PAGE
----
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The blackbody attraction between a hot tungsten cylinder and a cesium atom is 20 times stronger than the gravitational attraction between them. But the researchers have shown that a glowing object actually attracts atoms, contrary to what most people — physicists included — would guess. The tiny effect is much like the effect a laser has on an atom in a device called optical tweezers, which are used to trap and study atoms, a discovery that led to the Nobel Prize in Physics shared by former UC Berkeley professor Steven Chu, now at Stanford, Claude Cohen-Tannoudji and William D.

Until three years ago, when a group of Austrian physicists predicted it, no one thought that regular light, or even just the heat given off by a warm object — the infrared glow you see when looking through night-vision goggles — could affect atoms in the same way. UC Berkeley physicists, who are expert at measuring minute forces using atom interferometry, deed an Looking for hot bodies to check it out. When they measured the force exerted by the so-called blackbody radiation from a warm tungsten cylinder on a cesium atom, the prediction was confirmed.

The attraction is actually 20 times the gravitational attraction between the two objects, but since gravity is the weakest of all the forces, the effect on cesium atoms — or any atom, molecule or larger object — is usually too small to worry about.

As gravity measurements become more precise, though, effects this small need to be taken into .

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The next generation of experiments to detect gravitational waves from space may use lab-bench atom interferometers instead of the kilometer-long interferometers now in operation. Thermal images like this record blackbody radiation, essentially the infrared light given off as a body cools. For very precise inertial using atom interferometers, this force would also have to be taken into. Optical tweezers work because light is a superposition of magnetic and electric fields — an electromagnetic wave.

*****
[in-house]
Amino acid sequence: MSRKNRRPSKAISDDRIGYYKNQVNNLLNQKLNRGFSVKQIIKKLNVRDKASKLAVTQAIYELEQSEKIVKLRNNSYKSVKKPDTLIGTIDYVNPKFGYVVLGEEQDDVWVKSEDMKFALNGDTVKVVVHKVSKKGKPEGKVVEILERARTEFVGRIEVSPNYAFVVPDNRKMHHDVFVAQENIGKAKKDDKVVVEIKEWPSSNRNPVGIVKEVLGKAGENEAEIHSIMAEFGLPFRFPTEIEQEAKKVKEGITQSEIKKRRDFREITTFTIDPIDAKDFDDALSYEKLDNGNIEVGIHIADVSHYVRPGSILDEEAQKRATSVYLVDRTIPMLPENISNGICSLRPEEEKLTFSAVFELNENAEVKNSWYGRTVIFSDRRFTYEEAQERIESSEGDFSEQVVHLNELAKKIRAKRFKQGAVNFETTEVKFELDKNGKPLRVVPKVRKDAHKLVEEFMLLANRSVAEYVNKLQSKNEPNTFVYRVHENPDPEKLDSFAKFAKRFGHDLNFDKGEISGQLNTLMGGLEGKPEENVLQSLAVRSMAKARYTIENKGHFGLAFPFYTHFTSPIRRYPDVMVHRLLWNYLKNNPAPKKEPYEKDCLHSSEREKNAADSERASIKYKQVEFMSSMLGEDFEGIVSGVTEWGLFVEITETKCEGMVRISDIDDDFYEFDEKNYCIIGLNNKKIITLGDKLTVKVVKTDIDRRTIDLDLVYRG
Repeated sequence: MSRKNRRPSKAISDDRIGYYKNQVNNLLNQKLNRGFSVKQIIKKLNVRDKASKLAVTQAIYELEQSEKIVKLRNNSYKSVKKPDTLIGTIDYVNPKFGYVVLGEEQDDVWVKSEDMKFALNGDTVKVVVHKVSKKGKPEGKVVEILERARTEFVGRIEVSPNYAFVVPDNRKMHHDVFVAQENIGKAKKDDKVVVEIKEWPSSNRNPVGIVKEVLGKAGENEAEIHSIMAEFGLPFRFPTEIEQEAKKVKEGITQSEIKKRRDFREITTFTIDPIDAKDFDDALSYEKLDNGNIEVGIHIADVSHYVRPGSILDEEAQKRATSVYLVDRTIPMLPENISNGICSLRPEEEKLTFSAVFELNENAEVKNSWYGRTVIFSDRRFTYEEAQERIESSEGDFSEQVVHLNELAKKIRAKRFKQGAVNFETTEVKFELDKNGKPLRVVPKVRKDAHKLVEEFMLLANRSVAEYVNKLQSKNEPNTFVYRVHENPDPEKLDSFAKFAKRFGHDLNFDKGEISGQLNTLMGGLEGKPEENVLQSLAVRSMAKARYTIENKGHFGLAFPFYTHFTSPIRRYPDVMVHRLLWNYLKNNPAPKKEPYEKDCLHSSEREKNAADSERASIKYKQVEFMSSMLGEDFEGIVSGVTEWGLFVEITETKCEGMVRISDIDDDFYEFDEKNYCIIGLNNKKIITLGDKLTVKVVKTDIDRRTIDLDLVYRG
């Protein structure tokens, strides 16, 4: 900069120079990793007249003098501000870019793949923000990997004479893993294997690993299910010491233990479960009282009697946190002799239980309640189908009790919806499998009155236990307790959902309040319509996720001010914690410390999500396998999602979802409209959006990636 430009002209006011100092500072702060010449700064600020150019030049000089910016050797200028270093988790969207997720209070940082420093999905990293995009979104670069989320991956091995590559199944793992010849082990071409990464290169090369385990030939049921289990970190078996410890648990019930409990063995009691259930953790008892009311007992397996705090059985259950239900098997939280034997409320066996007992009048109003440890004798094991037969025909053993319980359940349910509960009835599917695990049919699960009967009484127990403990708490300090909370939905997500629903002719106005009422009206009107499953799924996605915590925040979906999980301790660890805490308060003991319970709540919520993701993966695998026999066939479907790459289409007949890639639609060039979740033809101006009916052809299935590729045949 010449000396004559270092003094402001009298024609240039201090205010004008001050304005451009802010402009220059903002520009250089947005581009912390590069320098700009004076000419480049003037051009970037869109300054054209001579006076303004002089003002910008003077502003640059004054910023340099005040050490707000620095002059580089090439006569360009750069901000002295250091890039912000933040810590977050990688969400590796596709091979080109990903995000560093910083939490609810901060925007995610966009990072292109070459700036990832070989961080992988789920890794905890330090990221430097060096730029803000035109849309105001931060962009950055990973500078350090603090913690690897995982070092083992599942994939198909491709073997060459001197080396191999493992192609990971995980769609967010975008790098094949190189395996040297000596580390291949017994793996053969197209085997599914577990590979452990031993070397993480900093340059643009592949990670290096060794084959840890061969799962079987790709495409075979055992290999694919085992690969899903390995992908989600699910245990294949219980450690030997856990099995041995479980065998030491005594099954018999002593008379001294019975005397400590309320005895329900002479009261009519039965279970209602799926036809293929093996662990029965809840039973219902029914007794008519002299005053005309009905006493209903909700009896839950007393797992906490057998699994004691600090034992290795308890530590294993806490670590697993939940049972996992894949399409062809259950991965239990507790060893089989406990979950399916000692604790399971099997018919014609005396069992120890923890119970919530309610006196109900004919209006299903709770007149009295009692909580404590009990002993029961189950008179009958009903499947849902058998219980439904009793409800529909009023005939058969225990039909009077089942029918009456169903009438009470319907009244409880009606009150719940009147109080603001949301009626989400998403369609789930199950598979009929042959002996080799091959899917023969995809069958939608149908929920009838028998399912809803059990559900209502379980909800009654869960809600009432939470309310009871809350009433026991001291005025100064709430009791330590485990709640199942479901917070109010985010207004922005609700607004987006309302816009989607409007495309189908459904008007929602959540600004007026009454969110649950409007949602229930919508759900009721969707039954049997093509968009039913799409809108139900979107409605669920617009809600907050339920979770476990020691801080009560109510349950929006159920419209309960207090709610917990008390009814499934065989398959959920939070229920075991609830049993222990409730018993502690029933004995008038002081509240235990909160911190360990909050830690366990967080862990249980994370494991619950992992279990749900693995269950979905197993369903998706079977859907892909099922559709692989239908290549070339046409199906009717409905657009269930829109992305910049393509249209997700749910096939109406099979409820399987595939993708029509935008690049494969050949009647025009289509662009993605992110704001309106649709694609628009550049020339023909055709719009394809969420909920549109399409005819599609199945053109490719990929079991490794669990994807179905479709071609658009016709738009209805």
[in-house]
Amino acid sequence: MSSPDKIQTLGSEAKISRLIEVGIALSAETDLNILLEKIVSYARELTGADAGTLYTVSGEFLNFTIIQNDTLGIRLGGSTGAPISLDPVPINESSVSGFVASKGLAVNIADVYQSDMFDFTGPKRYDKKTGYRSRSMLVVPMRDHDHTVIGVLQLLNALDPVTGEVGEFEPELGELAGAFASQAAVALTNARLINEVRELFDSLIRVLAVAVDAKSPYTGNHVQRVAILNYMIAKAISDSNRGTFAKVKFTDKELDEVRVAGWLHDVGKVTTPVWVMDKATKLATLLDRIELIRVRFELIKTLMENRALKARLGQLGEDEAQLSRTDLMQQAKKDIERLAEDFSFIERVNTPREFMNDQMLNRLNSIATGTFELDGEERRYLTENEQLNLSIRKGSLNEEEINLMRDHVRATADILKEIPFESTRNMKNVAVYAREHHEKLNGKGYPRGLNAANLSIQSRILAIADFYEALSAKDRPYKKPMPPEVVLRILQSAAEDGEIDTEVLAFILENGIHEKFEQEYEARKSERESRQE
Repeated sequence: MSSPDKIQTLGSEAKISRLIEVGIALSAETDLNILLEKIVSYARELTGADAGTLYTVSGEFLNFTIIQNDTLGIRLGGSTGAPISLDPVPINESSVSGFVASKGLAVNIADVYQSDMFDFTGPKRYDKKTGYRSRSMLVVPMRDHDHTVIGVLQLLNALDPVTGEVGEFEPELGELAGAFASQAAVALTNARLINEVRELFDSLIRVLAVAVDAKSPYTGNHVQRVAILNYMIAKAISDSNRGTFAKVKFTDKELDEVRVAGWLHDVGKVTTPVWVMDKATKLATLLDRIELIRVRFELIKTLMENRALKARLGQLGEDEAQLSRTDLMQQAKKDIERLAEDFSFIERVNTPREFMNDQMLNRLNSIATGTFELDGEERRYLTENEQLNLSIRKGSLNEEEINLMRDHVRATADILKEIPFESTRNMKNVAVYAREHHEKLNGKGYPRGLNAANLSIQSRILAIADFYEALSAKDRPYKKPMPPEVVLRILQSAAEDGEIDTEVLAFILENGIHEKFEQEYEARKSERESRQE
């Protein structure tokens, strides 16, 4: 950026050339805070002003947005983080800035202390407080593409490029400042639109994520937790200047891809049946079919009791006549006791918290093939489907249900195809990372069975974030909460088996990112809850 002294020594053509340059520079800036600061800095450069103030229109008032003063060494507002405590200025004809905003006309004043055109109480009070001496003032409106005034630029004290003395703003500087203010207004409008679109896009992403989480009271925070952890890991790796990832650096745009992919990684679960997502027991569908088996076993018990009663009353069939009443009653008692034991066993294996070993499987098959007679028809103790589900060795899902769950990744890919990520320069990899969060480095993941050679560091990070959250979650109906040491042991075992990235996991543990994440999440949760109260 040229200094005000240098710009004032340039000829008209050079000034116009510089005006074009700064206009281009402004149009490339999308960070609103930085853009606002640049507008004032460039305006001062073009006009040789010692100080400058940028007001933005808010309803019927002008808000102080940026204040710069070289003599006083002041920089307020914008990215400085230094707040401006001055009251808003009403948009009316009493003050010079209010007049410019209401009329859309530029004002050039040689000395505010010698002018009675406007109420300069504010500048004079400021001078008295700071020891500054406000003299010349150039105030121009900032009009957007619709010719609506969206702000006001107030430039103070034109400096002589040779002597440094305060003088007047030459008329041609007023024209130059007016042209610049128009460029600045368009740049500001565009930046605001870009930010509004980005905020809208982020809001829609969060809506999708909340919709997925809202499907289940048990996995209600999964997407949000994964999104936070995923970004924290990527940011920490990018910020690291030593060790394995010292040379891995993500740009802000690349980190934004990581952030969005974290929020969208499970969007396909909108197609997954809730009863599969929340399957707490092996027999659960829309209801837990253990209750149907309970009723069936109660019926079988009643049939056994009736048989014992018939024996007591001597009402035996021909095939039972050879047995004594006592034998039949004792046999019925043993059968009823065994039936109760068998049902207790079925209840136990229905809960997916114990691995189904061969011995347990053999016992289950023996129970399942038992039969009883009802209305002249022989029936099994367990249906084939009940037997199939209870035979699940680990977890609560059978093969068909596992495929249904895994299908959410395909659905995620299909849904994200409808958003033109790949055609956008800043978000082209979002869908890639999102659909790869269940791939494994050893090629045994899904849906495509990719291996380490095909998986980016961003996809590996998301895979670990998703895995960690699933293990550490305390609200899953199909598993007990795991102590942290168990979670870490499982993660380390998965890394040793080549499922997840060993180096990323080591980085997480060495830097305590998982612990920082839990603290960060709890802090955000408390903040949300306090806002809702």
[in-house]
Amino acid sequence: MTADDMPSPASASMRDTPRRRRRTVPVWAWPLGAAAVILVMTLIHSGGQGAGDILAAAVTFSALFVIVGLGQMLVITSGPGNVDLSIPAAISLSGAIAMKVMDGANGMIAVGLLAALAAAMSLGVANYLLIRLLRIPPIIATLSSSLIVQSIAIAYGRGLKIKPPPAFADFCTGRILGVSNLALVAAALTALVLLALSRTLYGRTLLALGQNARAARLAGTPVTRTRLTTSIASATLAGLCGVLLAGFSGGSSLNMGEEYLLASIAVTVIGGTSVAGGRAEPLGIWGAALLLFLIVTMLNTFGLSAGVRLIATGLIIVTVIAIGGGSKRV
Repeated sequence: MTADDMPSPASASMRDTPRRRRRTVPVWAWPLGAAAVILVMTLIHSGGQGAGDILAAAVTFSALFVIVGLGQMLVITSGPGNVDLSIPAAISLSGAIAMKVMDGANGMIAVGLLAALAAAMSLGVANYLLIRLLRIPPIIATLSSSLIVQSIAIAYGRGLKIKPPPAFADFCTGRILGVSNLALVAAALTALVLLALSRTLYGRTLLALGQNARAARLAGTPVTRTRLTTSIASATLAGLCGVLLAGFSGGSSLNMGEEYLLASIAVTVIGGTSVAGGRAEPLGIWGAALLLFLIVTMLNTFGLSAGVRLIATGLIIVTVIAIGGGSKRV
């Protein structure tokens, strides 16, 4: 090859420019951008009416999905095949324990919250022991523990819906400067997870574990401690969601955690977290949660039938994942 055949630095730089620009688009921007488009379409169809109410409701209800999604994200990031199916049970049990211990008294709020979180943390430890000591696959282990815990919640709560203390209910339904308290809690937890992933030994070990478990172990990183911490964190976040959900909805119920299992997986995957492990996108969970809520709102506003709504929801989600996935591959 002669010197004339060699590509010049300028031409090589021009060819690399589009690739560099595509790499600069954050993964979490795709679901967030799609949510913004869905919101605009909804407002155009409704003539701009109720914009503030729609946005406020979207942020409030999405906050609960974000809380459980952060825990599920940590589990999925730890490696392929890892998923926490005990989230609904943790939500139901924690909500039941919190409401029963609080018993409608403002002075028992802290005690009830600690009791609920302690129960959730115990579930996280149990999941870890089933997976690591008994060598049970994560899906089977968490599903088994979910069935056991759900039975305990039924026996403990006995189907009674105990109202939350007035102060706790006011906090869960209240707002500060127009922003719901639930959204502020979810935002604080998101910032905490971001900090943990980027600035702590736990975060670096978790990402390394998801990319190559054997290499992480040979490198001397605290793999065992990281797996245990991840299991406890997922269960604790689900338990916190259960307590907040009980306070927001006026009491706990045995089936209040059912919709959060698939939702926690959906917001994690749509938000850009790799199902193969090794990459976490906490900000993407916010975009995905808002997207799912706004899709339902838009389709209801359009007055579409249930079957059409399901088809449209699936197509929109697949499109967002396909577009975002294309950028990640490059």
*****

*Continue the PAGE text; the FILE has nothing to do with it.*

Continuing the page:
The electric field in a light beam makes charged particles move.

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In an atom or a small sphere, this can separate positive charges, like the nucleus, from negative charges, like the electrons. This creates a dipole, allowing the atom or sphere to act like a tiny bar magnet. The electric field in the light wave can then move this induced electric dipole around, just as you can use a bar magnet to shove a piece of iron around.

The shiny tungsten cylinder can be seen at top through a window into the vacuum chamber of the atom interferometer The cesium atoms are launched upwards through the circular opening below the cylinder. They measured the effect by placing a dilute gas of cold cesium atoms — cooled to three-millionths of a degree above absolute zero nanoKelvin — in a vacuum chamber and launching them upward with a quick pulse of laser light. Half are given an extra kick up towards an inch-long tungsten cylinder glowing at degrees Celsius degrees Fahrenheitwhile the other half remain unkicked.

When the two groups of cesium atoms fall and meet again, their matter waves interfere, allowing the researchers to measure the phase shift caused by the tungsten-cesium interaction, and thus calculate the Looking for hot bodies force of the blackbody radiation.

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Our physical attraction to hot bodies is real, according to UC Berkeley physicists. Sorry, your blog cannot share posts by .

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